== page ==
Article Text

Clinical outcomes of treated macular neovascularisation secondary to inherited retinal diseases: a literature review
  1. Aruni Makuloluwa1,
  2. Savita Madhusudhan1,2
  1. 1St. Paul’s Eye Unit, Royal Liverpool University Hospital, Liverpool, UK
  2. 2Department of Eye and Vision Science, University of Liverpool, Liverpool, UK
  1. Correspondence to Dr Aruni Makuloluwa; aruni_ar{at}


Many inherited retinal diseases (IRD) can be associated with, or be secondarily complicated by, macular neovascularisation (MNV), which has been variably treated with intravitreal antivascular endothelial growth factor, steroids, laser and surgery. In this article, we aim to present a consolidated literature review of management of IRD-related MNV.

  • Neovascularisation
  • Macula
  • Retina
  • Dystrophy

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The pathogenic mechanisms involved in various inherited retinal diseases (IRDs) result in progressive damage to photoreceptors, retinal pigment epithelium (RPE), Bruch’s membrane (BM) and choriocapillaris, which rarely could promote secondary macular neovascularisation (MNV),1 leading to severe and acute loss of vision on the background of pre-existing visual deficits. Without treatment, the majority of these lesions progress to form a fibrotic scar with variable visual outcomes.1 Various treatment modalities have been used in the management of MNV secondary to IRDs as evidenced from published case series and isolated case reports. In this narrative literature review, we discuss treatment of MNV associated with IRDs and related clinical outcomes.


Although it is well known that IRDs can be associated with secondary MNV, there are no accurate data on the prevalence of MNV in different IRDs, while it is understood that macular dystrophies carry a higher risk.2 Commonly, MNV in IRDs is of type 2 (ie, classic choroidal neovascularisation (CNV)) and involves proliferation of fibrovascular tissue from the choriocapillaris into the subretinal space through defects in BM and the RPE.3 The more common occurrence of neovascularisation in the macula compared with peripheral retinal involvement, has been postulated to be due to differences in the lamina elastica of BM, which is thinner and more porous in the macula and additionally suffers more degenerative changes with age than the peripheral BM.2 Given that IRDs are a large group of heterogenous conditions driven by specific genetic variants that affect retinal structure and function in different ways, the pathogenesis of MNV in IRDs is likely to be influenced by the causative genetic variant in many instances. However, mechanisms postulated to result in disruption of the RPE-BM complex that then promote MNV, include reduced choroidal blood flow, reduced choroidal perfusion, impaired RPE transport function, increased intravascular pressure resulting in RPE detachments, imbalance between proangiogenic and anti-angiogenic factors and abnormal extracellular matrices of BM, RPE and vascular endothelial cells.2 Chronic inflammation has also been postulated as a mechanism for MNV in IRDs.4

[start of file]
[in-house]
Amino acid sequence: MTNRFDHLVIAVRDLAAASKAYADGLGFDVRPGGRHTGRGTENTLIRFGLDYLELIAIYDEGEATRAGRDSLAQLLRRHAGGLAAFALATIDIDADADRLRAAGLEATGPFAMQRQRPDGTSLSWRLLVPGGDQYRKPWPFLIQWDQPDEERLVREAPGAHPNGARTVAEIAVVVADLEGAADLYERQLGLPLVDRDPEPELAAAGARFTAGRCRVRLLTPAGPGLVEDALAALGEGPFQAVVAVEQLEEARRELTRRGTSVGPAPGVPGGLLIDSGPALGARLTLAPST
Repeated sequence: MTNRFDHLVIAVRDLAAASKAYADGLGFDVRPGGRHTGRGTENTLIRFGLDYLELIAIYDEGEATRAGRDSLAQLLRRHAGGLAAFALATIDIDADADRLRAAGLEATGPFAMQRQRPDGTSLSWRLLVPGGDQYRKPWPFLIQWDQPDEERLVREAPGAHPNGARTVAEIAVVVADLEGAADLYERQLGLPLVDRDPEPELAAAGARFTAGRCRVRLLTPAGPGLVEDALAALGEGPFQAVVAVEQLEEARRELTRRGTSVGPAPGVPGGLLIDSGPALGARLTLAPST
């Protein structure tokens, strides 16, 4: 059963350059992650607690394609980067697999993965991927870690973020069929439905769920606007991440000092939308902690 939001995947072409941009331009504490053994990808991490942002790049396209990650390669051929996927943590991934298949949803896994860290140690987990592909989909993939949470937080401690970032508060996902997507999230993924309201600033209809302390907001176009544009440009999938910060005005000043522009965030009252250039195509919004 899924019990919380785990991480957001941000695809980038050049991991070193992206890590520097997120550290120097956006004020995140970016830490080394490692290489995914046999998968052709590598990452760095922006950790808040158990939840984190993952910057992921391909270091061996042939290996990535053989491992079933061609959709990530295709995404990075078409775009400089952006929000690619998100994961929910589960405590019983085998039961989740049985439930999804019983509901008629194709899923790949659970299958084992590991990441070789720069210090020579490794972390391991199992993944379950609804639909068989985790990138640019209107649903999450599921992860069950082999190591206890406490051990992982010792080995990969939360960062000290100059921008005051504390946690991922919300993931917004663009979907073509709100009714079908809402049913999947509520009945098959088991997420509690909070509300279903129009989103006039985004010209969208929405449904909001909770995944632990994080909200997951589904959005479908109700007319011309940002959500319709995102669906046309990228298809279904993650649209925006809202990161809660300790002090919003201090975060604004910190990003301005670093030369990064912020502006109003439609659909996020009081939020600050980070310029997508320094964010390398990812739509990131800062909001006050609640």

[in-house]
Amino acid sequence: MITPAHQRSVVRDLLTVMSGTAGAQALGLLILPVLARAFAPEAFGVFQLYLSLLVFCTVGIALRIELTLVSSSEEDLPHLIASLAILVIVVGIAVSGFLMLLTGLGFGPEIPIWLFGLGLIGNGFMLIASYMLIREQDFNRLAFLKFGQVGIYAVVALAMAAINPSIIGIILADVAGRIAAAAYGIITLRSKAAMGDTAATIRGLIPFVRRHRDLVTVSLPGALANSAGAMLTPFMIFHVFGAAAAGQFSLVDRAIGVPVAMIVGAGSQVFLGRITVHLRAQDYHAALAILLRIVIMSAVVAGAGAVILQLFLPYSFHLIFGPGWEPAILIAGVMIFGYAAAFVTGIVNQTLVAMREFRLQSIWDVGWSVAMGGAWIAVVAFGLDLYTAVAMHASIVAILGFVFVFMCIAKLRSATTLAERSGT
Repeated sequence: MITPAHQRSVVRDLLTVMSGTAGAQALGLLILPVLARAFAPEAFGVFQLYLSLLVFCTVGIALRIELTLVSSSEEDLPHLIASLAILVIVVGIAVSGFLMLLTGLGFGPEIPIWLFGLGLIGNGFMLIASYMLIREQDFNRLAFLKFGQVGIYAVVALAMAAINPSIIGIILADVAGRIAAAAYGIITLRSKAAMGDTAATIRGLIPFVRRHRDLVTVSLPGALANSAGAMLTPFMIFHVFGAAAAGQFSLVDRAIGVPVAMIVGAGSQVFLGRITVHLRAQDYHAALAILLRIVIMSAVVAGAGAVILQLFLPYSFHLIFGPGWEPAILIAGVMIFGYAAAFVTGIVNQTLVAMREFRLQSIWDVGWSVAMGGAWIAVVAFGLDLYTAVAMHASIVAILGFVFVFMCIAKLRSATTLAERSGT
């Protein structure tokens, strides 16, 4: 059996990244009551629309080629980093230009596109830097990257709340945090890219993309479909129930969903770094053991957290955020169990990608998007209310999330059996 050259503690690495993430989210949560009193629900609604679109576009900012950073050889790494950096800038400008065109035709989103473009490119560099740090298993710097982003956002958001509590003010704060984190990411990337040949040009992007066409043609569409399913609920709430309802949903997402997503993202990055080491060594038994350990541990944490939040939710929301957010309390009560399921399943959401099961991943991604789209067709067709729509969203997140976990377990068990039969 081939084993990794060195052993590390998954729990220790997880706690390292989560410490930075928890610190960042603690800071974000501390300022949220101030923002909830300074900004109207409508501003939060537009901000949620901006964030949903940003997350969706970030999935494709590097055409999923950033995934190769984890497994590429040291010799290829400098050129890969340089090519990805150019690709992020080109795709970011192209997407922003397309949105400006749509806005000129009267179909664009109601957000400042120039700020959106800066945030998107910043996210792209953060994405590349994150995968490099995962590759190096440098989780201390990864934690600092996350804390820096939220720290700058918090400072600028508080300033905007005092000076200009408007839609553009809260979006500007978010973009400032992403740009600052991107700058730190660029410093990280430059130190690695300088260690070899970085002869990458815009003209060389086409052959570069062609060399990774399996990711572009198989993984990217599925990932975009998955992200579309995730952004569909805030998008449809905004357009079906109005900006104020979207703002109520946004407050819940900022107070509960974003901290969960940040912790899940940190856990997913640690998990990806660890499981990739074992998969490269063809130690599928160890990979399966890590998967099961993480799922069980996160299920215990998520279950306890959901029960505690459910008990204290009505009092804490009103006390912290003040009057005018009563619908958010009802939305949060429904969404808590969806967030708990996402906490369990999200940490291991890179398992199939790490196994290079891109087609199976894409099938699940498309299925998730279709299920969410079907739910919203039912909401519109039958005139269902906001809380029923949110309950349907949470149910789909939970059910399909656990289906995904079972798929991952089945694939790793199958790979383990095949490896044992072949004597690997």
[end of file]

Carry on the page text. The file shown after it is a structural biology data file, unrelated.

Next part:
We conducted a PubMed search in January 2022 with no date restrictions for articles published in English language using the following keywords and Boolean operators: (choroidal neovascularisation OR macular neovascularisation) AND (inherited OR hereditary OR dystrophy) and additionally searches for individual conditions—adult onset foveomacular vitelliform dystrophy, autosomal recessive bestrophinopathy, Best dystrophy, Bietti crystalline dystrophy, choroideremia, autosomal dominant drusen OR Doyne honeycomb retinal dystrophy, enhanced S-cone syndrome, gyrate atrophy, North Carolina macular dystrophy, Oliver McFarlane syndrome, pattern macular dystrophy, retinitis pigmentosa, Sorsby fundus dystrophy, Stargardt disease, fundus flavimaculatus. We updated our literature review in September 2022. If the title and abstract were relevant, an article was reviewed in full. Articles not describing active therapeutic intervention were excluded after due review.